Sentence Examples with the word homology

The relief of the surface typically includes a central plain, Homology sometimes dipping below sea-level, bounded by lateral Homology of con- h i ghlands or mountain ranges, loftier on one side than.

For, whereas to one brilliant suggestion of far-reaching homology another can always be opposed, by the detailed comparison of individual growth-stages in carefully selected series of fossils, and by the minute application to these of the principle that individual history repeats race history, it actually is possible to unfold lines of descent that do not admit of doubt.

It must be pointed out that, however probable Haeckel's theory may be in other respects, there is not the slightest evidence for any such cleft in the umbrella having been present at any time, and that the embryological evidence, as already pointed out, is all against any homology between the stem and a manubrium, since the primary siphon does not become the stem, which arises from the ex-umbral side of the protocodon and is strictly comparable to a stolon.

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Aboral) poles of starfish and crinoids are not comparable with one another, and that all conclusions based on the supposed homology of the dorso-central of echinoids and asteroids with that of crinoids are incorrect.

The structure of the zooid of Heliopora, however, is that of a typical Alcyonarian, and the septa have only a resemblance to, but no real homology with, the similarly named structures in madreporarian corals.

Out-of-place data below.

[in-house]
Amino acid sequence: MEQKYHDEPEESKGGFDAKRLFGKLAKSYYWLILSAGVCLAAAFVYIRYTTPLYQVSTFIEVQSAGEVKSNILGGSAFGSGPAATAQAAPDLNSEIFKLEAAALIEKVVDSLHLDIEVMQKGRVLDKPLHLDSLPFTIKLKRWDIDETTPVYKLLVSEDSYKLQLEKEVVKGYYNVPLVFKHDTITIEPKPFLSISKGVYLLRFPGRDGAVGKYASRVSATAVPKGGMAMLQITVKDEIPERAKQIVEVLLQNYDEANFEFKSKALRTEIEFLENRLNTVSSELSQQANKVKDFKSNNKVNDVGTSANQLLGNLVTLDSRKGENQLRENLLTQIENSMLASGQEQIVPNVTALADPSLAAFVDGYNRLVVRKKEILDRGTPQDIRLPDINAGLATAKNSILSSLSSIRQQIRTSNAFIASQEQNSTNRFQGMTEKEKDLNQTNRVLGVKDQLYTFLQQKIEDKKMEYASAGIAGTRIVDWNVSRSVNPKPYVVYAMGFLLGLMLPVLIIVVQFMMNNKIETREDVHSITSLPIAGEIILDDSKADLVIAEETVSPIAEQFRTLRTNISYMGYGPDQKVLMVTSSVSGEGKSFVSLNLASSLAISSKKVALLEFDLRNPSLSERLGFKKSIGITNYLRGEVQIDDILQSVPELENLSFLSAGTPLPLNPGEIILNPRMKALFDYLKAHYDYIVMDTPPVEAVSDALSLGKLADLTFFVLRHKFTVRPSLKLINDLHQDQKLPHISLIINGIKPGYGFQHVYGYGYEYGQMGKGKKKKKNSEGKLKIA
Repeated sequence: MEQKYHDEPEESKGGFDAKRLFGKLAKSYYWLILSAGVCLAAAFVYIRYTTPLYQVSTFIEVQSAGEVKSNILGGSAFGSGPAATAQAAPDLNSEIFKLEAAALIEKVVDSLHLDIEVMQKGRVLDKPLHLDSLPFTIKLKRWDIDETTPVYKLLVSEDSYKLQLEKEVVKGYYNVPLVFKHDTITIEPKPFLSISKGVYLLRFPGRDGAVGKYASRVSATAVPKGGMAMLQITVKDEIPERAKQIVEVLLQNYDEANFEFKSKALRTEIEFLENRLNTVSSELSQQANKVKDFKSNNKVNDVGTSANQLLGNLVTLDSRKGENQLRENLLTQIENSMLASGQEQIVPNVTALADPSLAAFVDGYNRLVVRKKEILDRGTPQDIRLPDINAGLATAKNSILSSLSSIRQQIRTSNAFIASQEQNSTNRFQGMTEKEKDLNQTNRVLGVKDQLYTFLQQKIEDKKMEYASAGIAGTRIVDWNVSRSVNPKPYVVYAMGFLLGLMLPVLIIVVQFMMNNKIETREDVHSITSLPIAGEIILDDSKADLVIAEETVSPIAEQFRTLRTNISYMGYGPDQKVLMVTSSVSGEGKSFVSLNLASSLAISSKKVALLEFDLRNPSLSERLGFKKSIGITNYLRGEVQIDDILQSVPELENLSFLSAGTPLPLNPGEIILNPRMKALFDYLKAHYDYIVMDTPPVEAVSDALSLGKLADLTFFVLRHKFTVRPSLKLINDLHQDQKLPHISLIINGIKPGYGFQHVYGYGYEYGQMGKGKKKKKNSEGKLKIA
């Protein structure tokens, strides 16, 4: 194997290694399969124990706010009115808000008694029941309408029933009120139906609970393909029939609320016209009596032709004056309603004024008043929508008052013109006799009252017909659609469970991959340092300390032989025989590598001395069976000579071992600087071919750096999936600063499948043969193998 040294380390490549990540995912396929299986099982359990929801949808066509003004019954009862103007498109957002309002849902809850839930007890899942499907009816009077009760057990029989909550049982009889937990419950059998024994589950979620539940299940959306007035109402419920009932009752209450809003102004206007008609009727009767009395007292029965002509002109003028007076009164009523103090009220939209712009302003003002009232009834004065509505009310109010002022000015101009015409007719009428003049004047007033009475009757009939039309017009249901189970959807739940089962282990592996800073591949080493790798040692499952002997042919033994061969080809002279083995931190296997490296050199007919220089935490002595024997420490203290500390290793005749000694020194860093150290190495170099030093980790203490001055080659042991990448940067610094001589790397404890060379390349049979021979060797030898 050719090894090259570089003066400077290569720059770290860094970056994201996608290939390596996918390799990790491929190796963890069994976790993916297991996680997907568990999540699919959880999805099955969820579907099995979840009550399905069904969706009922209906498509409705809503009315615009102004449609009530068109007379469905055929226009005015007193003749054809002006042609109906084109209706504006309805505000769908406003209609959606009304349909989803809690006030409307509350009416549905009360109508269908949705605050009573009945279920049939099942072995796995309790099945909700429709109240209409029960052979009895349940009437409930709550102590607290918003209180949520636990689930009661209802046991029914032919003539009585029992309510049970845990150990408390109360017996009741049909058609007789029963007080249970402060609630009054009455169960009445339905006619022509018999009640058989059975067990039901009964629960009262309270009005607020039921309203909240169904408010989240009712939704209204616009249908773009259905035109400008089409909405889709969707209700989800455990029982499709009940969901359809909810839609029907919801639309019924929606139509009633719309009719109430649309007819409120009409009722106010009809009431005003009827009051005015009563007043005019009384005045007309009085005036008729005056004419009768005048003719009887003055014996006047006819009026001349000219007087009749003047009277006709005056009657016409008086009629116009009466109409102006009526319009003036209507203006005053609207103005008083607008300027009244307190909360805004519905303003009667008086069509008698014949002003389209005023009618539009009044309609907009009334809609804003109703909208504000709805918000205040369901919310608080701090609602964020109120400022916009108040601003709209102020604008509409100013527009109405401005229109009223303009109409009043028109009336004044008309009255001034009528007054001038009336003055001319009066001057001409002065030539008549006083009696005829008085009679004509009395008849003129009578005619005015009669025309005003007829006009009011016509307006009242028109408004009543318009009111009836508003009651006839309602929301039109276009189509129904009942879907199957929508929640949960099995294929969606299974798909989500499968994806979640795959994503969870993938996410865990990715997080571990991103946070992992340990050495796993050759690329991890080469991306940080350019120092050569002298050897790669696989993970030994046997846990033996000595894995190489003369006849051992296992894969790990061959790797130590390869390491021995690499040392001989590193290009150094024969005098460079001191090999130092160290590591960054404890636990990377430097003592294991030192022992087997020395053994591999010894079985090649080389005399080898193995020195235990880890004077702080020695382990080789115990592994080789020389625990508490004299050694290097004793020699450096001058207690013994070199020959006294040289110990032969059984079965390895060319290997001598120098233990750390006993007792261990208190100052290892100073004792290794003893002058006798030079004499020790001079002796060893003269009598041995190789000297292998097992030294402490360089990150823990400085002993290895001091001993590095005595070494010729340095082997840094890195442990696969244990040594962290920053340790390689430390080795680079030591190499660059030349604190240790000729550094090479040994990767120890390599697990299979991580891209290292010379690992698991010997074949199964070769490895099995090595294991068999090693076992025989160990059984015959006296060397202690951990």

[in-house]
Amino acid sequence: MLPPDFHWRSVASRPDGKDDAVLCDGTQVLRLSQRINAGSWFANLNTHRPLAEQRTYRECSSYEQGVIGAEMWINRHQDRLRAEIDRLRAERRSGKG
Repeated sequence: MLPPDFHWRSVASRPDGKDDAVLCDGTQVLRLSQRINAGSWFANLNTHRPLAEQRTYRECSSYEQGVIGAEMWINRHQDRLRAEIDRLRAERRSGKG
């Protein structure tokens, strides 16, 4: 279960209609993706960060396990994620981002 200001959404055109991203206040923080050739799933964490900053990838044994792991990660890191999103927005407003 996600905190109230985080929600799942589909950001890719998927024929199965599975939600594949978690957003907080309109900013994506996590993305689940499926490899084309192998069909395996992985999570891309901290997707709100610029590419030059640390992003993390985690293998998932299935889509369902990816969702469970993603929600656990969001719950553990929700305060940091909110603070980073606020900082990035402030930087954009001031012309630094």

The effect of the phylogenetic factor in homology may be illustrated in the following cases.

It is the old distinction between homology and analogy on a grand scale.

Although the name of continent was not applied to large portions of land for any physical reasons, it so happens that there is a certain physical similarity or homology between them which is not shared by the smaller islands or peninsulas.

Sur les animaux sans vertebres, 1816) established the homology of the jaws of all insects whether biting or sucking, deserves especial honour.

Accepting the homology of these apical systems with the calycinal system, the theory would regard the aboral pole of a sea-urchin or starfish as corresponding in everything, except its relations to the sea-floor, with the aboral pole of a fixed echinoderm.